And this is what’s right under our boat. It is taking some getting used to to determine if we’ll clear the rocks and coral under the boat. Our keel sticks down about seven feet below the surface. We had about two feet between this coral and the bottom of our keel.
Change of plans – brought on by a really bad case of what we think is food poising last night. Cyndi and I both got it and we’re still feeling bad this afternoon. We may head for Toau tomorrow or maybe the next day. It’s nice not having a strict schedule. Oh well, if you’ve got to be sick, I guess this isn’t a bad place to do it. We’ll take this extended stay opportunity to post some more pictures. -Rich
That’s it for the pictures for a while as we’re leaving tomorrow morning to sail about 40 miles to an atoll called Toau. We’re not likely to have internet access where we can post pictures until we get to Rangiroa in a week or two. We’ll keep you up to date though via our HAM radio email which we can use to post text messages here.
There isn’t even a town at the south end of Fakarava yet we managed to go out for pizza. Fish pizza no less cooked in a wood fired oven and hand made. A wonderful man named Manihi invites all the cruisers to his house a few times a week and cooks for everyone.
This is his house with the open air, covered dining room. The only way to get there is by boat.
On the night we went, he had about twelve cruisers over. The company was great.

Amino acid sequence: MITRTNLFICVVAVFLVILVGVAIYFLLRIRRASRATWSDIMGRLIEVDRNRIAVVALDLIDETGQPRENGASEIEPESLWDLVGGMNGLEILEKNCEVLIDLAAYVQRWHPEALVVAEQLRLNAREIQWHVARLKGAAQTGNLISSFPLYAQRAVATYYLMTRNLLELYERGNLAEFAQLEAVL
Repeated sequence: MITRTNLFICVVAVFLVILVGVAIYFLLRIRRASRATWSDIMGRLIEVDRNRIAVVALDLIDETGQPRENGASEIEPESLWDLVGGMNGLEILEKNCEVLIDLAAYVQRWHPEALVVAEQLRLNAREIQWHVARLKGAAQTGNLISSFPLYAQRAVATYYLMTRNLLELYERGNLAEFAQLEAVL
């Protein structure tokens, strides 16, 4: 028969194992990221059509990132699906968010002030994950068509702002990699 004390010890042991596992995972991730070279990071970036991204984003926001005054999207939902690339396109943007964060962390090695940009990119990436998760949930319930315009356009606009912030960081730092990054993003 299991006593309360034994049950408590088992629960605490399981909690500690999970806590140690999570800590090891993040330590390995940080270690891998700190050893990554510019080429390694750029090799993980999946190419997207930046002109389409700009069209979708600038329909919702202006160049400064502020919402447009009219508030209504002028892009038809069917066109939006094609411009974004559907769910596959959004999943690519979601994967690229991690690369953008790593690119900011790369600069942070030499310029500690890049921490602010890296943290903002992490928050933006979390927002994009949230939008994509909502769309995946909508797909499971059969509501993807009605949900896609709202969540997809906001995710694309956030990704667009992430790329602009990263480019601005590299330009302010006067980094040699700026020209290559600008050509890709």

At an hour or two old, the fish on this pizza couldn’t have been much fresher.
After dinner, the fish scraps go in the water for the other guests – black tipped reef sharks. These were about three feet from the dining table. -Rich
People come from all over the world to dive with the sharks in the south pass (the cut through the atoll where you can enter the huge lagoon). You ride the incoming tide and drift over coral, fish and lots of sharks. Our pictures of the sharks are a little lacking as these are screen shots of videos we took. For some reason, we were a little preoccupied with the sharks and forgot to take some still pictures. I can’t imagine why?
Those aren’t coi. Those are about five foot long black tip reef sharks. There were often thirty to fifty in view at a time.
While Cyndi didn’t panic, she was noticeably happier when the sharks weren’t around (which was seldom here).
We are calling this the Charlie’s Charts anchorage because it is the one that a very popular cruising guide book talks about. It’s a very beautiful bay – not as breathtaking as the west anchorage, but there’s a lot to do as you’ll see in some of the next posts.
Sunrises are beautiful here. I never thought I’d enjoy being up early this much!
And so you’ll get a lot of sunrise pictures…
And one of these days, we’ll try to get you a sunset picture or two as well.
We really loved this anchorage. We had so many pictures we wanted to share and we just couldn’t bring ourselves to edit it down to a reasonable number, so they are in the gallery below. You can click on any image and see a larger version.
We had our own private motus here (a motu is a little island) with crystal-clear lagoons to swim in. Cyndi said that two places so far on this trip have taken her breath away. Bay of Virgins in Fatu Hiva and now this.